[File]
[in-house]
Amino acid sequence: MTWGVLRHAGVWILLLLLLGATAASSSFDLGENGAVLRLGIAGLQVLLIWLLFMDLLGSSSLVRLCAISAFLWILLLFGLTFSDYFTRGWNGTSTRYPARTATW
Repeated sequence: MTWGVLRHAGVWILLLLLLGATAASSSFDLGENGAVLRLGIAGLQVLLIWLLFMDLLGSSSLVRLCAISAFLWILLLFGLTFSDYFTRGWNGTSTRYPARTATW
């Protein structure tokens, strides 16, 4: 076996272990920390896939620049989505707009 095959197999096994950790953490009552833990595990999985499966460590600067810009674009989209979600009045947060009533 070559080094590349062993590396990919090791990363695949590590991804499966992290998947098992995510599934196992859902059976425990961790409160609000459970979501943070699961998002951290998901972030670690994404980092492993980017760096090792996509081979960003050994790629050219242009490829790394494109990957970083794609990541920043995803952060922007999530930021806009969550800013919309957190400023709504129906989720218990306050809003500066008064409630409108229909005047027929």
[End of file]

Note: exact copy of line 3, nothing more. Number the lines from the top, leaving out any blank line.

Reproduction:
Repeated sequence: MTWGVLRHAGVWILLLLLLGATAASSSFDLGENGAVLRLGIAGLQVLLIWLLFMDLLGSSSLVRLCAISAFLWILLLFGLTFSDYFTRGWNGTSTRYPARTATW